Statements made after completion of a crime may be admissible if made in an effort to conceal a crime, even if made years after the crime. Commonwealth v. Winquist , 474 Mass. 517, 522–524 (2016). This exception extends to situations where “the joint venturers are acting to conceal the crime that formed the basis of the criminal enterprise[,]” Commonwealth v. Ali , 43 Mass. App. Ct. 549, 561 (1997), quoting Commonwealth v. Angiulo , 415 Mass. 502, 519 (1993), but it “does not apply after the criminal enterprise has ended, as where a joint venturer has been apprehended and imprisoned.” Commonwealth v. Colon-Cruz, 408 Mass. at 543. Thus, a confession or admission of a coconspirator or joint venturer made after the termination of the conspiracy or joint venture is not admissible as a vicarious statement of another member of the conspiracy or joint venture. Commonwealth v. Bongarzone, 390 Mass. at 340 n.11, citing Commonwealth v. White, 370 Mass. at 708–712. Cf. Commonwealth v. Leach , 73 Mass. App. Ct. 758, 766 (2009) (although statements made by codefendants occurred after they were in custody, statements were made shortly after crime and for purpose of concealing crime and thus became admissible against each defendant).
Hearsay is not admissible unless any of the following provides otherwise:
(a) case law,
(b) a statute, or
(c) a rule prescribed by the Supreme Judicial Court.
This section is derived from Commonwealth v. Markvart , 437 Mass. 331, 335 (2002) (“hearsay not otherwise admissible under the rules of evidence is inadmissible at the trial . . . unless specifically made admissible by statute”). There is no “innominate” or catchall exception to the hearsay rule in Massachusetts whereby hearsay may be admitted on an ad hoc basis provided that there are circumstantial guarantees of trustworthiness. See Commonwealth v. Pope , 397 Mass. 275, 281–282 (1986); Commonwealth v. Meech , 380 Mass. 490, 497 (1980); Commonwealth v. White , 370 Mass. 703, 713 (1976). Contrast Fed. R. Evid. 807.
In addition to exceptions established by case law, several Massachusetts statutes and rules provide exceptions to the rule against hearsay, including, but not limited to the following:
G. L. c. 79, § 35 (assessed valuation of real estate);
G. L. c. 111, § 195 (certain lead inspection reports);
G. L. c. 119, § 24 (court investigation reports);
G. L. c. 119, §§ 51A, 51B (Department of Children and Families reports)
G. L. c. 123A, §§ 6A , 9 (sexually dangerous person statute);
G. L. c. 152, §§ 20A, 20B (medical reports);
G. L. c. 175, § 4(7) (report of Commissioner of Insurance);
G. L. c. 185C, § 21 (housing inspection report);
G. L. c. 233, § 65 (declaration of deceased person);
G. L. c. 233, § 65A (answers to interrogatories of deceased party);
G. L. c. 233, § 66 (declarations of testator);
G. L. c. 233, § 69 (records of other courts);
G. L. c. 233, § 70 (judicial notice of law);
G. L. c. 233, § 79B (publicly issued compilations of fact);
G. L. c. 233, § 79C (treatises in malpractice actions);
G. L. c. 233, § 79F (certificate of public way);
G. L. c. 233, § 79G (medical and hospital bills);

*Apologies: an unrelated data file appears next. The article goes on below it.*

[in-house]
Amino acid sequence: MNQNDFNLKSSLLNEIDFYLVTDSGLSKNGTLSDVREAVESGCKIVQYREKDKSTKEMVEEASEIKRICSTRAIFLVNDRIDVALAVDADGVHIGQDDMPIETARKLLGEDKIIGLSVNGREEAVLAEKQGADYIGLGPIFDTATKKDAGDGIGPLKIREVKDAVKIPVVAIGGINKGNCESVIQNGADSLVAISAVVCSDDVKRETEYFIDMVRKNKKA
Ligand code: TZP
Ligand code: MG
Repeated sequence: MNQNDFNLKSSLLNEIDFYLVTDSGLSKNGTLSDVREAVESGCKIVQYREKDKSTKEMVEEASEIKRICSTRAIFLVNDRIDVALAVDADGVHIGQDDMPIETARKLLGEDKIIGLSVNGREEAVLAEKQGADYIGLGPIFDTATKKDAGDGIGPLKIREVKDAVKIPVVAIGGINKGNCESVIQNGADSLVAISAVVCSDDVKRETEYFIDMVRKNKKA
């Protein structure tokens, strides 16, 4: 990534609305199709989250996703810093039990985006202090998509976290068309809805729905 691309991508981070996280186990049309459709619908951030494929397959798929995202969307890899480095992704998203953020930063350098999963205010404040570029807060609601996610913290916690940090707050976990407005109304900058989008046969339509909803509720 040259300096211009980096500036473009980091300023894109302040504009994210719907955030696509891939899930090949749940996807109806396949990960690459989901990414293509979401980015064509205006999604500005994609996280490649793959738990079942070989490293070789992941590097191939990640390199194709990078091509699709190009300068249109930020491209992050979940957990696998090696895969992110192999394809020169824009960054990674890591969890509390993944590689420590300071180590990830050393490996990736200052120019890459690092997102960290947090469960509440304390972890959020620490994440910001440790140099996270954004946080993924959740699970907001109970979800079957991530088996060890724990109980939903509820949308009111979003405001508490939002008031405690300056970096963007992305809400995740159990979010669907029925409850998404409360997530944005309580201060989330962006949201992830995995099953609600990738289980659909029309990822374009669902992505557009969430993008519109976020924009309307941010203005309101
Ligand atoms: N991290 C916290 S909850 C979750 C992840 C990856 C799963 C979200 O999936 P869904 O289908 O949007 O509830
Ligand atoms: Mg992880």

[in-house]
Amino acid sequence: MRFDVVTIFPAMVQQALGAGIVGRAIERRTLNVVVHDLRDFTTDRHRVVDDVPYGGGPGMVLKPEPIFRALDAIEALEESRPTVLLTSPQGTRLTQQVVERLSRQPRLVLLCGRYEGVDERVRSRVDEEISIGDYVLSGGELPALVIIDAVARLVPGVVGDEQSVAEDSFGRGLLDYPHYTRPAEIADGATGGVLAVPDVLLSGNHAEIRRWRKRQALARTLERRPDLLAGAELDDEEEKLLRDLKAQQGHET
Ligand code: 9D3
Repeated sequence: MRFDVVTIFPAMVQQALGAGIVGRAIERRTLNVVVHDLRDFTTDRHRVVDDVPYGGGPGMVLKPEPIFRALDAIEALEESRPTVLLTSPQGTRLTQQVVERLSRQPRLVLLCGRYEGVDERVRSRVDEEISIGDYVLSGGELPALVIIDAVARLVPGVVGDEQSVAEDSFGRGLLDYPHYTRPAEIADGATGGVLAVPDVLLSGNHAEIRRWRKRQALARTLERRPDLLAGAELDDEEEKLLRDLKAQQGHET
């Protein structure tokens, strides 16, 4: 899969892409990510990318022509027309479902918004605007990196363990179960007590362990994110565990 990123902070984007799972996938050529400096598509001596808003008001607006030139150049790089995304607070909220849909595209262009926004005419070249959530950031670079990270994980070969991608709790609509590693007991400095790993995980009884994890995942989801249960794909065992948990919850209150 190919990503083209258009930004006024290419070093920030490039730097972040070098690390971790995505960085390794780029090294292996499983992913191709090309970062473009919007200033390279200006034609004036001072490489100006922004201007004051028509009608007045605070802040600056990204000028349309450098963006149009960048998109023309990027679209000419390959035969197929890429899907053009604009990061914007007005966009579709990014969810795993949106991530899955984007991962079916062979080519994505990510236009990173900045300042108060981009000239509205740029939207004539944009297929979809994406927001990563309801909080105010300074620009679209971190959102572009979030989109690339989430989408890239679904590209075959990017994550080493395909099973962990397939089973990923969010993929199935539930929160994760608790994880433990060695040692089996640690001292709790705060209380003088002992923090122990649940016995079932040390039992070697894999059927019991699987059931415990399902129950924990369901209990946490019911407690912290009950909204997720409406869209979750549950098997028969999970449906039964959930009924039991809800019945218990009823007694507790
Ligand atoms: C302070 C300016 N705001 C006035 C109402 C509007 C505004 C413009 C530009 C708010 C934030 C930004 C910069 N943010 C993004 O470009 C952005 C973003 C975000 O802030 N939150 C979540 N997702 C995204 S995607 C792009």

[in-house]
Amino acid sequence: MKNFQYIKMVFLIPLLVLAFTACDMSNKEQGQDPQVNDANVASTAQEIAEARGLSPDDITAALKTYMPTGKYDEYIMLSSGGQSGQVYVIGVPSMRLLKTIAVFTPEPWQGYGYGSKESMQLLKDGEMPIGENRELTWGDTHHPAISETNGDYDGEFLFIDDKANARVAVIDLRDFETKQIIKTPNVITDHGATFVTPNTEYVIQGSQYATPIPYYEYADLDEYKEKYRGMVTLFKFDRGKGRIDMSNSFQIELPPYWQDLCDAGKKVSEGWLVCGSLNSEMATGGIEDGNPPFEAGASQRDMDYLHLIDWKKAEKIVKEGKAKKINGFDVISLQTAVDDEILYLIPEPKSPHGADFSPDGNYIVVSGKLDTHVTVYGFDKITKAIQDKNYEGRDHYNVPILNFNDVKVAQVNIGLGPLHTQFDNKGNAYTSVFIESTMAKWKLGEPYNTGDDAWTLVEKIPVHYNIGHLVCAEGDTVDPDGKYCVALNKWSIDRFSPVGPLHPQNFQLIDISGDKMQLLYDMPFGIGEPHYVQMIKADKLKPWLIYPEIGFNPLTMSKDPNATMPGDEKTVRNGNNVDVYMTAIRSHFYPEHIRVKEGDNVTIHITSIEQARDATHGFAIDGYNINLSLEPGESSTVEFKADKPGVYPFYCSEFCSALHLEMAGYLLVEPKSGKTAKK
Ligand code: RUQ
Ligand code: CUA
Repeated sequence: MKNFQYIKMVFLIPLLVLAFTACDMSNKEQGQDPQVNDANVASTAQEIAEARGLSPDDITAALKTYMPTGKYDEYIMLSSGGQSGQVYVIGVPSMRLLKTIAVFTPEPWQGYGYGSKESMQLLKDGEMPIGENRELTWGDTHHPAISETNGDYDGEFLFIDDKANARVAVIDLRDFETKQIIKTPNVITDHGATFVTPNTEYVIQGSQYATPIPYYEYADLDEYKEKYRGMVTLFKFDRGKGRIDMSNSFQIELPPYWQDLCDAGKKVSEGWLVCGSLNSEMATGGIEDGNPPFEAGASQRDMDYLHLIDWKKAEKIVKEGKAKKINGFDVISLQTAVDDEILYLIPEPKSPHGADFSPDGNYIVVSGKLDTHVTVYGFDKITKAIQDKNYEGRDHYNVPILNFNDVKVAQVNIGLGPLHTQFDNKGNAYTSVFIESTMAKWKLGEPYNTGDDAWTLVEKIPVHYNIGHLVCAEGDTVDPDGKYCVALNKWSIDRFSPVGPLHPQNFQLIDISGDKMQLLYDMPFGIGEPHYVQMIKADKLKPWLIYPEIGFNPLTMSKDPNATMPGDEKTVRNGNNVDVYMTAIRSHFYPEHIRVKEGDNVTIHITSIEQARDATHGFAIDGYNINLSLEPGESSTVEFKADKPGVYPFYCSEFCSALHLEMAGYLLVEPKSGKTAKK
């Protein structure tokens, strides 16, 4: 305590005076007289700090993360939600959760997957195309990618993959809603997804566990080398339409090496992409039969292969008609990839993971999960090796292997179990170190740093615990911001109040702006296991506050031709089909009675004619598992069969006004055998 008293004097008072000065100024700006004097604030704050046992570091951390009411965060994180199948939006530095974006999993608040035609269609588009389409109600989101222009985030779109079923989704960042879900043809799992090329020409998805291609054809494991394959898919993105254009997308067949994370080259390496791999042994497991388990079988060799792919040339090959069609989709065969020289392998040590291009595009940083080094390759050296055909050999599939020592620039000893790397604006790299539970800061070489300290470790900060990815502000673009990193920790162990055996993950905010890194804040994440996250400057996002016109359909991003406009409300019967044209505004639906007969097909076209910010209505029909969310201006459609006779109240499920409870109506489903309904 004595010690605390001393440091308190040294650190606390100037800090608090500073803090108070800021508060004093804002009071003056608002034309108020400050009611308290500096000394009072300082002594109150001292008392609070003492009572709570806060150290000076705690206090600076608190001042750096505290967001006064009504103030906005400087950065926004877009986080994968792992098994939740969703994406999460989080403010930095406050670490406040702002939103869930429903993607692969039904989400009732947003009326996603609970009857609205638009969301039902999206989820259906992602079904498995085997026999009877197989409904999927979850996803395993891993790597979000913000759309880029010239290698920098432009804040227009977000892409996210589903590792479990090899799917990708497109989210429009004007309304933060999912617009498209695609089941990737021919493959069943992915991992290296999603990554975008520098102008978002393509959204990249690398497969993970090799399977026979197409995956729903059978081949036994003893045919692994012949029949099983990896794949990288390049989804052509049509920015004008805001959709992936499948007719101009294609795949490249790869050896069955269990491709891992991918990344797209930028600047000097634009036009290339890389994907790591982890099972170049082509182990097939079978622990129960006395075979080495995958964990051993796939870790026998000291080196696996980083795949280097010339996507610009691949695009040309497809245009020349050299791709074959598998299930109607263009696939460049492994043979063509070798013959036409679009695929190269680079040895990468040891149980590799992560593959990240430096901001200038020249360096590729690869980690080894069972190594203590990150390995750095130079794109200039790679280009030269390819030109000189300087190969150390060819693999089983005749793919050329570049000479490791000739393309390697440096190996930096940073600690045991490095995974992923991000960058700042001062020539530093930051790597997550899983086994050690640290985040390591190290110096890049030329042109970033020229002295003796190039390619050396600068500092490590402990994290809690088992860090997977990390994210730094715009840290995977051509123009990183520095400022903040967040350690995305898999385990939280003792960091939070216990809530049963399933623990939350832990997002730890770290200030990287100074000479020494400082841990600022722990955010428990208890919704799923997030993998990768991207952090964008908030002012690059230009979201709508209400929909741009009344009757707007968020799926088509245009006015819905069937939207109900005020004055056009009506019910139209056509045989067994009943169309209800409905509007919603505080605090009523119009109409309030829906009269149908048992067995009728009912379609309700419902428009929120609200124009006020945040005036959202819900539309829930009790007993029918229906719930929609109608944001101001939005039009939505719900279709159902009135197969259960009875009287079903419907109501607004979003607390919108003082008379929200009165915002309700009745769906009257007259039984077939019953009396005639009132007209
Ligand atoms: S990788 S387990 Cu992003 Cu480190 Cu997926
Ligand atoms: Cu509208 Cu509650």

G. L. c. 233, § 79H (medical reports of deceased physicians);
G. L. c. 239, § 8A, ¶ 3 (board of health inspection report if certified by inspector who conducted the inspection);
Mass. R. Civ. P. 32(a)(3) (depositions); and
Mass. R. Crim. P. 35(g) (depositions).
If no objection to the hearsay statement is made and it has been admitted, it “may be weighed with the other evidence, and given any evidentiary value which it may possess.” Mahoney v. Harley Private Hosp., Inc. , 279 Mass. 96, 100 (1932). In a criminal case, the admission of such a statement will be reviewed to determine whether its admission created a substantial risk of a miscarriage of justice. See Commonwealth v. Keevan , 400 Mass. 557, 562 (1987).
The following are not excluded by the hearsay rule, even though the declarant is available as a witness:
[Exception not recognized]
A spontaneous utterance if (A) there is an occurrence or event sufficiently startling to render inoperative the normal reflective thought processes of the observer, and (B) the declarant’s statement was a spontaneous reaction to the occurrence or event and not the result of reflective thought.
Expressions of present physical condition such as pain and physical health.
Statements of a person as to his or her present friendliness, hostility, intent, knowledge, or other mental condition are admissible to prove such mental condition.
Statements, not too remote in time, which indicate an intention to engage in particular conduct, are admissible to prove that the conduct was, in fact, put in effect. Statements of memory or belief to prove the fact remembered or believed do not fall within this exception.
Declarations of a testator cannot be received to prove the execution of a will, but may be shown to show the state of mind or feelings of the testator.
Statements made for the purpose of medical diagnosis or treatment describing medical history, pain, symptoms, condition, or cause, but not as to the identity of the person responsible or legal significance of such symptoms or injury.